PUTNEY — With the first three months of Donald J. Trump's presidency in the books, three aides who work for Vermont's Congressional delegation offered a bit of short-term optimism on May 3 about what might happen to critical federal programs under the Trump adminstration.
At a forum at Landmark College presented by the Brattleboro Development Credit Corp.'s Southern Vermont Economy Project, the overriding theme was for Vermonters to not panic over proposed cuts to programs that aid rural communities.
“There are a lot of opportunities,” said Chris Saunders, field representative for U.S. Sen. Pat Leahy, D-Vt., adding that Leahy has been telling his staff to “set aside the noise” and not get caught up in the daily drama of the news cycle.
Leahy is the vice-chair of the Senate Appropriations Committee, and played a big role in pulling together Republicans and Democrats to approve a $1.1 trillion stop-gap funding bill that will keep the federal government running until Sept. 30.
It was approved by the House on May 3, 309-118, passed the Senate on a 79-18 vote, and was signed into law by President Trump on May 5.
“He helped hold the line against the worst of the cuts, and pushed back where he needed to,” Saunders said of his boss.
Rural development funds
One of the areas of pushback was for preserving funds for the U.S. Department of Agriculture's Rural Development program, which last year brought $57 million to Vermont for a variety of economic development projects.
Saunders called it “one of the most effective economic tools” available to rural areas.
“It's all money that is critical for Vermont,” said Kathyrn Becker Van Haste, director of health policy for U.S. Sen. Bernie Sanders, I-Vt.
Also preserved in the stop-gap bill was $3 billion in funding for the Community Development Block Grant program. Van Haste said while this program is being level-funded for the remainder of fiscal year 2017, it was slated to be cut altogether, “so it's a win for us.”
Calling his boss “a practical person,” George Twigg, the state director for U.S. Rep. Peter Welch, D-Vt., said that while bipartisanship may seem to be in short supply in the House, the stopgap budget that Welch worked on “has lots of things that Democrats and Republicans both like.”
Twigg said the centers of both parties are coming together in opposition to many of the funding priorities of President Trump and his administration's proposed fiscal year 2018 budget, which seeks sharp cuts in domestic spending to help fund tax cuts for the wealthy and corporations and increased military spending.
“It's an alarming document,” Twigg said, “but the process has a long way to go, and people should remember that it is Congress that writes the federal budget, not the president.”
Van Haste said rural communities need to “think broadly” and see the connections between the various elements that go into creating economic stability.
“Economic stability affects economic development. Think outside the normal lanes for economic development. People need a place to live, health care, and child care. Find out where those needs are. The more stable the least fortunate person in your community is, the better that businesses will be able to thrive.”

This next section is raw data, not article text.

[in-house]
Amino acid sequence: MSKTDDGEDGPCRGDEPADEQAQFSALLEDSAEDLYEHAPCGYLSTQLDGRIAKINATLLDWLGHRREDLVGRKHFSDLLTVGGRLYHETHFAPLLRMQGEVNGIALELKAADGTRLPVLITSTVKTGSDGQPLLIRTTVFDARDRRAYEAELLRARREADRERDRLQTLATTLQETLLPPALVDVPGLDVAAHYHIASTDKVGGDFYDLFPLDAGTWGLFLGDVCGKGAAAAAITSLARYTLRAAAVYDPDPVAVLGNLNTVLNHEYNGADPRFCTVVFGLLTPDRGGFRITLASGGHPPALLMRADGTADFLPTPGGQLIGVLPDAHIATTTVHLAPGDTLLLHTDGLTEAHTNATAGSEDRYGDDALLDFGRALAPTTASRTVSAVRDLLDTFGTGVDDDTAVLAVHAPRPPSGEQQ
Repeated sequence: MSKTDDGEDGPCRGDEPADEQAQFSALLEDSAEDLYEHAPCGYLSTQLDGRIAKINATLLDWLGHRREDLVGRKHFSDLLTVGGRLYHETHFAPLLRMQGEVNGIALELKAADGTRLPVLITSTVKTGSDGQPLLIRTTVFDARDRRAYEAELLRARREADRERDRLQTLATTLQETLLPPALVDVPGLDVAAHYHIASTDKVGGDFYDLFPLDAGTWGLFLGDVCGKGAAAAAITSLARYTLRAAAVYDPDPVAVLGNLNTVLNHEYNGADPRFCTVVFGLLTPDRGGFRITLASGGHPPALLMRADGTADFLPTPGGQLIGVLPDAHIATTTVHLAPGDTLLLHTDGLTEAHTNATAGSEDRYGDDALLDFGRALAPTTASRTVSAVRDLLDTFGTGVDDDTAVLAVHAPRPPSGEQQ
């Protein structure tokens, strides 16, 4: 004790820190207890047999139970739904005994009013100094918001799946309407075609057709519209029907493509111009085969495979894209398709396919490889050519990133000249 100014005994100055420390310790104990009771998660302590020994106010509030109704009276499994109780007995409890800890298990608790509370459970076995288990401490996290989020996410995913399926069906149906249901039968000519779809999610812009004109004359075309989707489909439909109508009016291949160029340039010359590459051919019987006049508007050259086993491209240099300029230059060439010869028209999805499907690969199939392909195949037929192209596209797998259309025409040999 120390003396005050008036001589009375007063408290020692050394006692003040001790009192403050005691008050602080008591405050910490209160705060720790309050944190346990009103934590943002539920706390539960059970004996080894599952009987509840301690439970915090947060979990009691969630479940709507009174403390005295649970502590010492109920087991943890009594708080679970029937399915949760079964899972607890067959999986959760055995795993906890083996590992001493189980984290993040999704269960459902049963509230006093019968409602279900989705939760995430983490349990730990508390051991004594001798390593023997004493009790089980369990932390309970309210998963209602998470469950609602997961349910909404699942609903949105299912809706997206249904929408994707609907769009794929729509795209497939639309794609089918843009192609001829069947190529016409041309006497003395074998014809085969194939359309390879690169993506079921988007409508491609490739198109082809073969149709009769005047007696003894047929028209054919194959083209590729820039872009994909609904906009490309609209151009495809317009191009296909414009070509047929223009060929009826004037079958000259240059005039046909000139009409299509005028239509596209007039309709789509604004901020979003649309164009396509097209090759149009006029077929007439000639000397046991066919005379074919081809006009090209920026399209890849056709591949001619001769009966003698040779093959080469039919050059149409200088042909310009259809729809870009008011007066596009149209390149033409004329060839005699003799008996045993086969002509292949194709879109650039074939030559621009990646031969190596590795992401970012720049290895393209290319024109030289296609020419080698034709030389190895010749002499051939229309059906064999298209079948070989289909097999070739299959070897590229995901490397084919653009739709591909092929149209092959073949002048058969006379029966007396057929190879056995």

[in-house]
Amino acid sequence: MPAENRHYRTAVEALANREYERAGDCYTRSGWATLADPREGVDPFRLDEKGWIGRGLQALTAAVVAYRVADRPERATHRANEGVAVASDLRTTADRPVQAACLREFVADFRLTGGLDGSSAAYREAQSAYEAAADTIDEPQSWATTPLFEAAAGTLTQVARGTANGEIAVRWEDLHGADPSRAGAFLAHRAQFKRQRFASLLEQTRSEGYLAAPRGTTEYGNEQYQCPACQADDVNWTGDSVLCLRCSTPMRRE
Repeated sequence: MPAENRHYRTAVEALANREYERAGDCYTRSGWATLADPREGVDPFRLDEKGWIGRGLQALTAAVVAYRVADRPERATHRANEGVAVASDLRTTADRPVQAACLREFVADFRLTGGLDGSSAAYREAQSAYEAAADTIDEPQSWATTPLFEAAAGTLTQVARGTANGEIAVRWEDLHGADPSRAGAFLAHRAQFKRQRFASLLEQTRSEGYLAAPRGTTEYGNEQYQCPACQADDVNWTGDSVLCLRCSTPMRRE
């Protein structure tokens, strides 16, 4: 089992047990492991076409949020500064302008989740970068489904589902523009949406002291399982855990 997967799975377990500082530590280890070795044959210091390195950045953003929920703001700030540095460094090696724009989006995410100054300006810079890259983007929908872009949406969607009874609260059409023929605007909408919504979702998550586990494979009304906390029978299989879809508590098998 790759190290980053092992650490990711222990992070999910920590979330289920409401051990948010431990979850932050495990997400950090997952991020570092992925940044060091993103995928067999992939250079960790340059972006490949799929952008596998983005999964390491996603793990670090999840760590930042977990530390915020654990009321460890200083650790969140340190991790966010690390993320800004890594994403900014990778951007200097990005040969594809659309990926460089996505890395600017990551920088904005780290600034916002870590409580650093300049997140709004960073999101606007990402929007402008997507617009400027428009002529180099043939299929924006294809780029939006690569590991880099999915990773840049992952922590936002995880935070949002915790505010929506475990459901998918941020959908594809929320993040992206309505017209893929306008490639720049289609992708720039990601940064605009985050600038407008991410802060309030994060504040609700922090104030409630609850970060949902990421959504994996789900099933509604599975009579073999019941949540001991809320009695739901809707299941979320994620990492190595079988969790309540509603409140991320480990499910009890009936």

Health care and stability
One of the big things that affects stability, she said, was access to health care. The day after the Landmark forum, the House voted to repeal the Affordable Care Act, 217-212, with no Democrats voting in favor of repeal. Both Sanders and Leahy said they would block the repeal bill in the Senate.
Van Haste said more Americans are coming around to an idea that her boss has touted for years - expanding Medicare to all Americans. She said Sanders, who is about to introduce a Senate bill to create a single-payer system based on Medicare, believes “it's the right thing for patients and also the right thing for businesses.”
The three aides also emphasized the need for collaboration and for seeking partners for programs beyond southern Vermont.
Saunders pointed out that USDA Rural Development “gives priority to cross-regional proposals” in making grants, while Twigg cited the Green Economy Innovation Hub, one of BDCC's economic programs, as a great example of interstate collaboration.
“Keene, N.H., is a lot closer to Brattleboro than Burlington is,” Twigg said.
While Vermont wasn't a big supporter of Trump in the 2016 presidential election, the aides reminded the audience that Trump received much of his electoral support from rural states and this was a point Vermont should take advantage of, particularly when the Farm Bill comes up for its quadrennial update next year.
“This is a chance to collaborate with the Trump administration,” Twigg said. “The new Farm Bill will give us a chance to find ways to help Vermont.”
Saunders said Trump's rhetoric about helping rural America hasn't been matched by his actions so far, but with the members of the Vermont Congressional delegation on key committees, there is a chance for Vermont to get its fair share of federal funding.
But Saunders also reminded the audience that “the real work of economic development happens in rooms like these.” Along with Twigg and Van Haste, he urged audience members to stay in touch with the delegation and let them know about any problems or concerns.
“If we don't know about it, we can't help solve the problem,” Saunders said.